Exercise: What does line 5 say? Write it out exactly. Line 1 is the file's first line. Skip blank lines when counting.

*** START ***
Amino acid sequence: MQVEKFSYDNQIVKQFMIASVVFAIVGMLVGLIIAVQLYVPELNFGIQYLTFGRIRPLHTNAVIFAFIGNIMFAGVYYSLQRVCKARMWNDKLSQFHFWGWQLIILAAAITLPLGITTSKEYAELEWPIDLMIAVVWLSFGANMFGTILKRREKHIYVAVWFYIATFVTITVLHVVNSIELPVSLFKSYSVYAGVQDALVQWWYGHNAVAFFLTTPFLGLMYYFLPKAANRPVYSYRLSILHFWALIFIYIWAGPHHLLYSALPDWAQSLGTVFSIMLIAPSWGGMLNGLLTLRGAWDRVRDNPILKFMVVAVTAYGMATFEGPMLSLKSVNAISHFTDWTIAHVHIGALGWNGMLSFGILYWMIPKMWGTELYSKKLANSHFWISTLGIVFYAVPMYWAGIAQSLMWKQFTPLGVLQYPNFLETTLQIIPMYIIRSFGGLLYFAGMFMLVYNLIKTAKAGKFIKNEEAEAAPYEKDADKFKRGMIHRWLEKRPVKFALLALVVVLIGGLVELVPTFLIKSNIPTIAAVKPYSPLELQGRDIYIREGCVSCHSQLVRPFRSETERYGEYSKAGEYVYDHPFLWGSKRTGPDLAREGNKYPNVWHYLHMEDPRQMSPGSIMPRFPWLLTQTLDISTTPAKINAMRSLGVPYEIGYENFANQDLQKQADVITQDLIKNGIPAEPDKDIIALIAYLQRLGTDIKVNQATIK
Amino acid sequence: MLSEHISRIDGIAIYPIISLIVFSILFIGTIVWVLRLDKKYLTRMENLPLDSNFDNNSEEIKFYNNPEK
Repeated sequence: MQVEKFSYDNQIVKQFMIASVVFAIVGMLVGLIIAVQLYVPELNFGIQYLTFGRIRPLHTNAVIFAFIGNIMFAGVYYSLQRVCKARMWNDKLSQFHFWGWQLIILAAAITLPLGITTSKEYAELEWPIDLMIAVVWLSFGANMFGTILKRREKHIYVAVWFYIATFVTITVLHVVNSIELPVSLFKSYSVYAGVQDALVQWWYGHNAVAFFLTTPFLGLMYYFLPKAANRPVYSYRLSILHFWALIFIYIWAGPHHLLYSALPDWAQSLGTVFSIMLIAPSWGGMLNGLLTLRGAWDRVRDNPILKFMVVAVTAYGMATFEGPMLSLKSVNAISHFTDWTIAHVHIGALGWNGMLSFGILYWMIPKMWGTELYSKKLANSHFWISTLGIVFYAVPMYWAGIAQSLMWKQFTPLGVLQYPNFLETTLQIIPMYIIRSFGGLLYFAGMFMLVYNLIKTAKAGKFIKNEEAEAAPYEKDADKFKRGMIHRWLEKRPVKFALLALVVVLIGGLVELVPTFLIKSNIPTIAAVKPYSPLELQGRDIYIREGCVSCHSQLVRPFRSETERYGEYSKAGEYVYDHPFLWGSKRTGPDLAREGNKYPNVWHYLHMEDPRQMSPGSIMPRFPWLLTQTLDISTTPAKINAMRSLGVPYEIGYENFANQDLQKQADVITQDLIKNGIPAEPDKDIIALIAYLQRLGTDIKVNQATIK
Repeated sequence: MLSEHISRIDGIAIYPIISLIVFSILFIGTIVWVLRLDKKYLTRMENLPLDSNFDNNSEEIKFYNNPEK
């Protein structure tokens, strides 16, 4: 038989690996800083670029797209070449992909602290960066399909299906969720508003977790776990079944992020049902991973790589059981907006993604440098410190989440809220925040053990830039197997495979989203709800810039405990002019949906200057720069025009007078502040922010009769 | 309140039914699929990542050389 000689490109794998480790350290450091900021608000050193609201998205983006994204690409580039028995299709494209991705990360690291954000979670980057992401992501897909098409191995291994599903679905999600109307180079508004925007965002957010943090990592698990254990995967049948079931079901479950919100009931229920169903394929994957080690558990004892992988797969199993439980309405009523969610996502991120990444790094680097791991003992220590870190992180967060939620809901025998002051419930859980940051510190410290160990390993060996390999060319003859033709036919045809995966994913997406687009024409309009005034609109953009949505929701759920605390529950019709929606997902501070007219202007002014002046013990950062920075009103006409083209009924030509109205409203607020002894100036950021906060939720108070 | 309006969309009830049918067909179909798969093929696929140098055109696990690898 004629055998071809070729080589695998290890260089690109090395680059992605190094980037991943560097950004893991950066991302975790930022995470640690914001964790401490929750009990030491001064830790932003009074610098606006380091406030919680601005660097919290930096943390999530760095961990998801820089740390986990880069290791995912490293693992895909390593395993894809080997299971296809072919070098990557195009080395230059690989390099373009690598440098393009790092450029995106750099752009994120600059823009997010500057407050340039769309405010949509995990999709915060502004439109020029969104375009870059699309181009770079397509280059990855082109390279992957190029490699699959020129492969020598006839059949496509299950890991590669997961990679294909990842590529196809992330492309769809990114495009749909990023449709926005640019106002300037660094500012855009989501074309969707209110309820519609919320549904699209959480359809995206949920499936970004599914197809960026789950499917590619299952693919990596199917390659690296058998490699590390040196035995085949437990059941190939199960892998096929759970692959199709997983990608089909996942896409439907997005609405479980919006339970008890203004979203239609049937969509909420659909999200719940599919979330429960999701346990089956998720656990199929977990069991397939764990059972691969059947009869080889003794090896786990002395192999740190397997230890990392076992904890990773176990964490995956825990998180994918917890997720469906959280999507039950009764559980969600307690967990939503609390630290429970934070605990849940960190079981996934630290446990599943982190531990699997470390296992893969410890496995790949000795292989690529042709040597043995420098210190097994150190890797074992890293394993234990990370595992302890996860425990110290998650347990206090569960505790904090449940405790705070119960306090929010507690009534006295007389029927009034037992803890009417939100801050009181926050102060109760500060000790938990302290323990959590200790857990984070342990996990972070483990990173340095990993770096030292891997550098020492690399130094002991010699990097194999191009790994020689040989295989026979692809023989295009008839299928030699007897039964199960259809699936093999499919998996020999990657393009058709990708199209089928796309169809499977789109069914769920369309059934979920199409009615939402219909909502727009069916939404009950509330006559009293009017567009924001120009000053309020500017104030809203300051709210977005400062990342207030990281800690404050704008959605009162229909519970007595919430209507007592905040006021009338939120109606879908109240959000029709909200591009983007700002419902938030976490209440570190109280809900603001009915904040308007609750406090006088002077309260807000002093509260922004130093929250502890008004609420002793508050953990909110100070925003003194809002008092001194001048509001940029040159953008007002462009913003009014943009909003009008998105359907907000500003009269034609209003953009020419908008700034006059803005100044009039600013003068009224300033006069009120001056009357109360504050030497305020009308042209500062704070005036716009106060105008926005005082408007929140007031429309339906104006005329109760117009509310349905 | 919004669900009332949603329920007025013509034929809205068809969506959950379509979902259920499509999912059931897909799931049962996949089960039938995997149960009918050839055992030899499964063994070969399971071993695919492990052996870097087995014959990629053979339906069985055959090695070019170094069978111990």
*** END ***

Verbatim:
């Protein structure tokens, strides 16, 4: 038989690996800083670029797209070449992909602290960066399909299906969720508003977790776990079944992020049902991973790589059981907006993604440098410190989440809220925040053990830039197997495979989203709800810039405990002019949906200057720069025009007078502040922010009769 | 309140039914699929990542050389 000689490109794998480790350290450091900021608000050193609201998205983006994204690409580039028995299709494209991705990360690291954000979670980057992401992501897909098409191995291994599903679905999600109307180079508004925007965002957010943090990592698990254990995967049948079931079901479950919100009931229920169903394929994957080690558990004892992988797969199993439980309405009523969610996502991120990444790094680097791991003992220590870190992180967060939620809901025998002051419930859980940051510190410290160990390993060996390999060319003859033709036919045809995966994913997406687009024409309009005034609109953009949505929701759920605390529950019709929606997902501070007219202007002014002046013990950062920075009103006409083209009924030509109205409203607020002894100036950021906060939720108070 | 309006969309009830049918067909179909798969093929696929140098055109696990690898 004629055998071809070729080589695998290890260089690109090395680059992605190094980037991943560097950004893991950066991302975790930022995470640690914001964790401490929750009990030491001064830790932003009074610098606006380091406030919680601005660097919290930096943390999530760095961990998801820089740390986990880069290791995912490293693992895909390593395993894809080997299971296809072919070098990557195009080395230059690989390099373009690598440098393009790092450029995106750099752009994120600059823009997010500057407050340039769309405010949509995990999709915060502004439109020029969104375009870059699309181009770079397509280059990855082109390279992957190029490699699959020129492969020598006839059949496509299950890991590669997961990679294909990842590529196809992330492309769809990114495009749909990023449709926005640019106002300037660094500012855009989501074309969707209110309820519609919320549904699209959480359809995206949920499936970004599914197809960026789950499917590619299952693919990596199917390659690296058998490699590390040196035995085949437990059941190939199960892998096929759970692959199709997983990608089909996942896409439907997005609405479980919006339970008890203004979203239609049937969509909420659909999200719940599919979330429960999701346990089956998720656990199929977990069991397939764990059972691969059947009869080889003794090896786990002395192999740190397997230890990392076992904890990773176990964490995956825990998180994918917890997720469906959280999507039950009764559980969600307690967990939503609390630290429970934070605990849940960190079981996934630290446990599943982190531990699997470390296992893969410890496995790949000795292989690529042709040597043995420098210190097994150190890797074992890293394993234990990370595992302890996860425990110290998650347990206090569960505790904090449940405790705070119960306090929010507690009534006295007389029927009034037992803890009417939100801050009181926050102060109760500060000790938990302290323990959590200790857990984070342990996990972070483990990173340095990993770096030292891997550098020492690399130094002991010699990097194999191009790994020689040989295989026979692809023989295009008839299928030699007897039964199960259809699936093999499919998996020999990657393009058709990708199209089928796309169809499977789109069914769920369309059934979920199409009615939402219909909502727009069916939404009950509330006559009293009017567009924001120009000053309020500017104030809203300051709210977005400062990342207030990281800690404050704008959605009162229909519970007595919430209507007592905040006021009338939120109606879908109240959000029709909200591009983007700002419902938030976490209440570190109280809900603001009915904040308007609750406090006088002077309260807000002093509260922004130093929250502890008004609420002793508050953990909110100070925003003194809002008092001194001048509001940029040159953008007002462009913003009014943009909003009008998105359907907000500003009269034609209003953009020419908008700034006059803005100044009039600013003068009224300033006069009120001056009357109360504050030497305020009308042209500062704070005036716009106060105008926005005082408007929140007031429309339906104006005329109760117009509310349905 | 919004669900009332949603329920007025013509034929809205068809969506959950379509979902259920499509999912059931897909799931049962996949089960039938995997149960009918050839055992030899499964063994070969399971071993695919492990052996870097087995014959990629053979339906069985055959090695070019170094069978111990």